14. Trent

    Trent Resident Wiseguy

    I've never had a best group at Max before with any other rifles..

    Now I've got four different sets of test data on this barrel from four different loads; all showing a preference for the low end and high end of the range.

    So my next two tests are to experiment around upper and lower ends a little, in .4 increments (about .05% increments) to see if I can find a sweet spot. One test will be at current OAL which is .001 from the lands; the second will be .010 from the lands. (Just to see if a minor OAL change makes any difference).
  15. ranger335v

    ranger335v Well-Known Member

    "What increment should I use for testing beyond listed max on a case this large?"

    Trent, no offense is intended but I believe anyone asking that question should stick to the book max, for sure I'M not going to comment on it! But I will say that seating long runs rifle peak pressure up, not down.
  16. Trent

    Trent Resident Wiseguy

    I'm not jamming the bullet in to the lands. I've measured where the lands start (precisely), to confirm the measurements given by Krieger for the reamer they used on my barrel. I have extra space to work with here, this isn't a factory barrel. :)

    That effectively gives me extra case capacity to work with, which doesn't increase pressure; but rather, lowers it. I've fired ammo out of this gun that I had leftover for my old barrel. In the last barrel that ammo was showing flattened / set back primers (74.5gr H1000/220gr MK). That ammo, in this barrel, the primers are still nice, and round, and pretty. Can't even tell which of the brass was at the starting load, and which was the max, after I tumbled them.

    I agree with you if you load long enough to get the bullet up on the lands, you're going to run in to problems; but I'm not. :)
  17. Trent

    Trent Resident Wiseguy

    I will add; To a point; there's the whole free-bore Weatherby trick they used on their rifles, to reduce pressure. But that's cheating. :)
  18. jmr40

    jmr40 Well-Known Member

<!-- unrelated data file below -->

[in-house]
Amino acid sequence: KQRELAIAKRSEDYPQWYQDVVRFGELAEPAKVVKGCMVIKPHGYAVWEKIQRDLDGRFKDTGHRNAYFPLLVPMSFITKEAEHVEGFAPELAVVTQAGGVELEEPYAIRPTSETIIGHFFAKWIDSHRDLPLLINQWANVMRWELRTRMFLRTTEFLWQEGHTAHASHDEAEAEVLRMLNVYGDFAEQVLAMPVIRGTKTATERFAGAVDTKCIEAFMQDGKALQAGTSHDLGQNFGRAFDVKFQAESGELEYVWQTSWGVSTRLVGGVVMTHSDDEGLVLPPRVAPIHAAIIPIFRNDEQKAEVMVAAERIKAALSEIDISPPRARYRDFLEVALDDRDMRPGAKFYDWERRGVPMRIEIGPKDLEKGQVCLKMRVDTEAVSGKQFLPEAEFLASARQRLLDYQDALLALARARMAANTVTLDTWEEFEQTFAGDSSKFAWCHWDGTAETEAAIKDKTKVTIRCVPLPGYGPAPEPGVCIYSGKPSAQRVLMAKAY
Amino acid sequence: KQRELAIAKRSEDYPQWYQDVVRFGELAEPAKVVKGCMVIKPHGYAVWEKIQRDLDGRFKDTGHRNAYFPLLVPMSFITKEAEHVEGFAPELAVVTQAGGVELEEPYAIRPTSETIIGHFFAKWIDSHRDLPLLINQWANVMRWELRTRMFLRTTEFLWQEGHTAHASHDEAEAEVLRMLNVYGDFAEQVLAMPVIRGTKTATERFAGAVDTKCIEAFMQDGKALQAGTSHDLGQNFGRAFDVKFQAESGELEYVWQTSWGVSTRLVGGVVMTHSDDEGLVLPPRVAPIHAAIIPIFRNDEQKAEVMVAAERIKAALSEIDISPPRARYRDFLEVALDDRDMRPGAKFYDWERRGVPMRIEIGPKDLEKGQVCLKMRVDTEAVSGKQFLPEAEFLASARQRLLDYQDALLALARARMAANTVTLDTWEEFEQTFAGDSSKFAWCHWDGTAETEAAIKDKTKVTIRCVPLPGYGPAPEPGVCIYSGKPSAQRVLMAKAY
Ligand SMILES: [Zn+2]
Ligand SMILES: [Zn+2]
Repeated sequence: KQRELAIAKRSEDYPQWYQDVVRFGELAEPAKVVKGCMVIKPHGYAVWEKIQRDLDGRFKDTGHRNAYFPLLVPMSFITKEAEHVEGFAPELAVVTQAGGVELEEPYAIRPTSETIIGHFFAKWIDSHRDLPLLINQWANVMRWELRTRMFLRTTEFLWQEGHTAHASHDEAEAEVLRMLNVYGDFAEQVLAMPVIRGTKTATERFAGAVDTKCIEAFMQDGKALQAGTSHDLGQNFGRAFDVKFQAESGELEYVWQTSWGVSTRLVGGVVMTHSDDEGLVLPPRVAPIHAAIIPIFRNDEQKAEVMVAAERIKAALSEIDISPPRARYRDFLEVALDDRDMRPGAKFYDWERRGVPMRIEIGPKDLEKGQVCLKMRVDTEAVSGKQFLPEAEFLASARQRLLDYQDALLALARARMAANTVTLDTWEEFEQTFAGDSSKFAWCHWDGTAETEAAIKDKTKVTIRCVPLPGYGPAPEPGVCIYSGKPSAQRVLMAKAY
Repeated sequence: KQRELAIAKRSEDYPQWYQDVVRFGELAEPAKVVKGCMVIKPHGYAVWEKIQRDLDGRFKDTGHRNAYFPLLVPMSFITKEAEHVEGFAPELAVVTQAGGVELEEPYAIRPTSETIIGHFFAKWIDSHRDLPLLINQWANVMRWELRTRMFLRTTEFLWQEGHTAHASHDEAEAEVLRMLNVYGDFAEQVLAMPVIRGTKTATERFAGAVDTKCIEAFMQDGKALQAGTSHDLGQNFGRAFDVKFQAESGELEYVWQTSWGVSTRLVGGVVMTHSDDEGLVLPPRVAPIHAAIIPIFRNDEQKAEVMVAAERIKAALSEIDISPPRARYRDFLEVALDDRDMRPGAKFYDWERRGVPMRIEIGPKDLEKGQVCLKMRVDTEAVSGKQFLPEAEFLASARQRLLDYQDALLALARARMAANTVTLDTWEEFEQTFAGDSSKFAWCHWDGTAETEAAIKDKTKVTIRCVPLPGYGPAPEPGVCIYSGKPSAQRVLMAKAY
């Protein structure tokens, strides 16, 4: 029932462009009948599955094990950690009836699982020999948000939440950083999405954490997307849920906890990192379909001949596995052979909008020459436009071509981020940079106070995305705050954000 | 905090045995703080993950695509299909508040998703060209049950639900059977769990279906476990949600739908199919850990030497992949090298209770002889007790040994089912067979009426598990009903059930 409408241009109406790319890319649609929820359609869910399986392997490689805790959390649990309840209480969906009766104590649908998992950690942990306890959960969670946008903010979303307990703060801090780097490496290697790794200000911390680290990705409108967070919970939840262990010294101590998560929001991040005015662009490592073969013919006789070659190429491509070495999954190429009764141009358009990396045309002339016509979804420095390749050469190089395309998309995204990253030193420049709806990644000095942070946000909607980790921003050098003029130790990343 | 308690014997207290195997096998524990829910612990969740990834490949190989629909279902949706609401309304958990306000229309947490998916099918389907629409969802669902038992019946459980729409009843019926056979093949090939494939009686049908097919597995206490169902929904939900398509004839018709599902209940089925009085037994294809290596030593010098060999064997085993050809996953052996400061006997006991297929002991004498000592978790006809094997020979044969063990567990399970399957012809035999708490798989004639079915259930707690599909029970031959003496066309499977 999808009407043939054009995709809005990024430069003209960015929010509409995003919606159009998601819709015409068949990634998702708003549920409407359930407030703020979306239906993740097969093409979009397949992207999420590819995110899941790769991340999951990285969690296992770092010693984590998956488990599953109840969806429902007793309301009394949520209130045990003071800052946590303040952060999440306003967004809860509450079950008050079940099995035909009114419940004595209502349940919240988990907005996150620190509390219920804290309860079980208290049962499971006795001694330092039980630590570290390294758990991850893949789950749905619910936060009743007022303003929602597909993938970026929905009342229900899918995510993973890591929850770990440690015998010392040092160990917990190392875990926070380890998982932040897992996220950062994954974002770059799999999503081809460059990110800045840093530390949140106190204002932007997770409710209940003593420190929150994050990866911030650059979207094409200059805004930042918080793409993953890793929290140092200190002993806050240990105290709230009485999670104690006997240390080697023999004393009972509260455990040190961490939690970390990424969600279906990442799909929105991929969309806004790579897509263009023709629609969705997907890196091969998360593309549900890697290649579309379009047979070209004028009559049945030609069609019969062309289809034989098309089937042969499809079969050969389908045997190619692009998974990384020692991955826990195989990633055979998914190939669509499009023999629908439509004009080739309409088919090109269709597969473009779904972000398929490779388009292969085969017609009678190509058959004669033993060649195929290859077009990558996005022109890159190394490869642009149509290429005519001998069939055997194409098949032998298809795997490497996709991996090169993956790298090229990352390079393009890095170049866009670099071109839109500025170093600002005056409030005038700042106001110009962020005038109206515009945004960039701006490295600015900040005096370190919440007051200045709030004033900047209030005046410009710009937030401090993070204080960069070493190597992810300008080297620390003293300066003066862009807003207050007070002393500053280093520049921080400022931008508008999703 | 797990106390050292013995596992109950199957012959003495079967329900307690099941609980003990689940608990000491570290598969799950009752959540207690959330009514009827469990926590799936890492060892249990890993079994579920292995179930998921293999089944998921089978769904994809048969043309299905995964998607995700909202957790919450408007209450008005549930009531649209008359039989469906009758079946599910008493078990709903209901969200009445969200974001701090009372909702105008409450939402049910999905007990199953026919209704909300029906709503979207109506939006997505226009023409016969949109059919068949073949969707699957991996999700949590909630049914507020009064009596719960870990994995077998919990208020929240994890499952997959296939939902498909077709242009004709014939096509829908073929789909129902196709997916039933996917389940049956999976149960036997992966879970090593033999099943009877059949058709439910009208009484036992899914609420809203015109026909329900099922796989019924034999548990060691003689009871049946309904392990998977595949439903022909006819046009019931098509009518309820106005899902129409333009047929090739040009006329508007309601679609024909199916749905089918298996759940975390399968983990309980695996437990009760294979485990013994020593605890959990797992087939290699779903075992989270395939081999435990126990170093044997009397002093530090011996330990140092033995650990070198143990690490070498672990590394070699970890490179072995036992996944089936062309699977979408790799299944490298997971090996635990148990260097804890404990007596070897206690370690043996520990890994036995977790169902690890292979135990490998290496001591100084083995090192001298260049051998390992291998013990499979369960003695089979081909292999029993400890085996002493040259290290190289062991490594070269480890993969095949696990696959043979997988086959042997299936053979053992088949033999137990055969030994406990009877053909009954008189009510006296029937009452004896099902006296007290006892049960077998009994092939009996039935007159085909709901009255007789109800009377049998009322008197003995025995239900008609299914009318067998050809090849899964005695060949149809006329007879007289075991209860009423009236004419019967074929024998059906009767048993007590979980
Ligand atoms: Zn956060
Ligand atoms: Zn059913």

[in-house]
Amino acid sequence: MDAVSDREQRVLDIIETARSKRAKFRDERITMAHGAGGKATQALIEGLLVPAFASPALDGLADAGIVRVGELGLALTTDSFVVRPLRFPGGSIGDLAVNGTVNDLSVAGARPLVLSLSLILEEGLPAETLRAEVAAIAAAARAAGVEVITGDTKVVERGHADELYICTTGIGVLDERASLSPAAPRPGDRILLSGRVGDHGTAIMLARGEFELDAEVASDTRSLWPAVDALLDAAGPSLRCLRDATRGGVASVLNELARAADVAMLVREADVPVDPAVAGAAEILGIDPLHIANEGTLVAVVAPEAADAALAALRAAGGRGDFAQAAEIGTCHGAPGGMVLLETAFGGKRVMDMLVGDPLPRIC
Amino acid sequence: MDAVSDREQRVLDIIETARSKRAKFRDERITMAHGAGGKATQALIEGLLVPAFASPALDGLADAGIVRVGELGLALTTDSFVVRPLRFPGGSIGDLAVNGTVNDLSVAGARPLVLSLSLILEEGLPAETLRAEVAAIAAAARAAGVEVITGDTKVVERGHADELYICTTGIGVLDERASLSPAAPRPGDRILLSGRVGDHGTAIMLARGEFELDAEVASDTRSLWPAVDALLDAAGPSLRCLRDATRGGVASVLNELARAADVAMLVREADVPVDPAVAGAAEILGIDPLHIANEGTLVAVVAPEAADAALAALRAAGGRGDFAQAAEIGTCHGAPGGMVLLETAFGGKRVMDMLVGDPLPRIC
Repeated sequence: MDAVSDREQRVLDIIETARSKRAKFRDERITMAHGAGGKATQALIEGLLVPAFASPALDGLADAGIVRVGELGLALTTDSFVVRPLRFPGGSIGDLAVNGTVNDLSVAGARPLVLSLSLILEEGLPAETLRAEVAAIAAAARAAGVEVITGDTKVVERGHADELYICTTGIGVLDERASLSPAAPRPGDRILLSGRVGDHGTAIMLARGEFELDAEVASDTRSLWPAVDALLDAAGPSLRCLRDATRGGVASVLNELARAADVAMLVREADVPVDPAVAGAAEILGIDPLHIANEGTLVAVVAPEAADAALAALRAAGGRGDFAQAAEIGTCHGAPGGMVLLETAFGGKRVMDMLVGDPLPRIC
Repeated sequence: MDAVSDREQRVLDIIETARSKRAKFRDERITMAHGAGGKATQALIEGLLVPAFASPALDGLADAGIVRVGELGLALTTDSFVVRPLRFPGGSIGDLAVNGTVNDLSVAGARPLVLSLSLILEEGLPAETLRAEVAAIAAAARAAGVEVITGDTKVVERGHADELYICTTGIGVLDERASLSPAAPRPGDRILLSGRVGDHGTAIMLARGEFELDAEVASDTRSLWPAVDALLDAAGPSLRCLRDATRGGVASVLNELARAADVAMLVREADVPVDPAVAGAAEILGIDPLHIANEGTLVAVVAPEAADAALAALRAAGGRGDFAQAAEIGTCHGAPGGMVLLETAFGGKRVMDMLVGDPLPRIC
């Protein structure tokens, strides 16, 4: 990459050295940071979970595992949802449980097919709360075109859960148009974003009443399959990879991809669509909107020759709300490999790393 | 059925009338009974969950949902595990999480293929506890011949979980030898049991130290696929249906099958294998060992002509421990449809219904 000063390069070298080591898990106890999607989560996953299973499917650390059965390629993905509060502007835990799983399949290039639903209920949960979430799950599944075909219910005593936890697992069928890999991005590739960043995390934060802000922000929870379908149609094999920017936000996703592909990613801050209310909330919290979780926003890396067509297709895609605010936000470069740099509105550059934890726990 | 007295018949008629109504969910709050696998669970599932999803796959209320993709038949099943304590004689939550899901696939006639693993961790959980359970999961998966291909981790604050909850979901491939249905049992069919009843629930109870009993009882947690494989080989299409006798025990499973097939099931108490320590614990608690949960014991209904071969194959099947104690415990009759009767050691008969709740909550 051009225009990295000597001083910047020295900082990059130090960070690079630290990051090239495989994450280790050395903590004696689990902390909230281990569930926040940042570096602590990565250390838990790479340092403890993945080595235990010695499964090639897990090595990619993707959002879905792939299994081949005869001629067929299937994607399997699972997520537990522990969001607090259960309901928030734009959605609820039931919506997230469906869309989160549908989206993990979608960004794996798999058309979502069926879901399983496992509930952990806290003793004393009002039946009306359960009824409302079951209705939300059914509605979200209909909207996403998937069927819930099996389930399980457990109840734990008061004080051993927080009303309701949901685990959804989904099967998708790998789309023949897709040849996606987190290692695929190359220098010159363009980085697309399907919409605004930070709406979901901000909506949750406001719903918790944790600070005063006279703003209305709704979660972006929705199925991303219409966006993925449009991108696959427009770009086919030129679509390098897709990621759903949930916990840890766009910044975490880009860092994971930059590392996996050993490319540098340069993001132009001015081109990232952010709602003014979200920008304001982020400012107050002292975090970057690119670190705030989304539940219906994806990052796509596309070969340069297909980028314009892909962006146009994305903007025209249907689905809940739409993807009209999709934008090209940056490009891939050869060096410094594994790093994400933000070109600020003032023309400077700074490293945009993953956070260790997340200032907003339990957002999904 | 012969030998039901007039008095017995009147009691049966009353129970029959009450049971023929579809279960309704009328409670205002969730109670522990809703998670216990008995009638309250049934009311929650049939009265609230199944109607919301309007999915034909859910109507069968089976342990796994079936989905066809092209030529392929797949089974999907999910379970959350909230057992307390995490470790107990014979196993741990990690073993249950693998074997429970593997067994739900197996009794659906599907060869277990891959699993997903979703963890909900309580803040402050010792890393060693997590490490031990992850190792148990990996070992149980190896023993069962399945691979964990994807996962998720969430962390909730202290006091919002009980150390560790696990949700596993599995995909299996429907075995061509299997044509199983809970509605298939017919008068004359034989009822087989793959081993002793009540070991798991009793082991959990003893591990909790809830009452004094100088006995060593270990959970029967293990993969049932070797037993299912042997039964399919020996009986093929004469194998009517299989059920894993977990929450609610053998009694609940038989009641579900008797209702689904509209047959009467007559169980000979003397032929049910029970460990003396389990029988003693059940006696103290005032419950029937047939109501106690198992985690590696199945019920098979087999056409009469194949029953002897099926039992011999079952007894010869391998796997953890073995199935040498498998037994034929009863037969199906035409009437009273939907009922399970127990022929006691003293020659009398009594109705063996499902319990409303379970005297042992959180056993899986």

What does your chronograph say? When developing loads it is your best guage. If the book says a max load is 64 gr of powder. And that will get 3000 fps, then 3000 fps is your max load, not 64 gr of powder. It is the velocity you are getting that determines chamber pressure. Some guns might need a little more powder to reach the same velocity and pressure than another gun

    I've had some powders reach 3000 fps while still 2 gr below book max. I've had loads that were 50-100 fps below 3000 fps when right at book max.

    The problem with loading over the max powder charge is that while that load may be perfectly safe in your rifle, it might not be in mine. I've seen two identical rifles shoot the same ammo 130 fps different.
  19. Trent

    Trent Resident Wiseguy


    I've seen that in handguns, too. My Springfield 1911 shoots 230gr jacketed bullets 100fps faster than my Glock 21. :)

    I didn't have my chrono out this last trip - was pouring down rain. But this next test I will have it with me.

    After that, I have to work up everything all over again (switching primer brands due to lack of Winchester primers), and will have a new lot of powder (as soon as I can FIND any). In fact, the last lonely 1lb bottle of H4831SC I have is a different lot from the testing I did previously, so I'm re-proofing with it before I shoot any of the hotter loads.
  20. Trent

    Trent Resident Wiseguy

    Oh, my first F-Class match is April 7th, so I'm working under a time limit, too.

    With the component shortage the first match may very well also be my LAST one for awhile. :(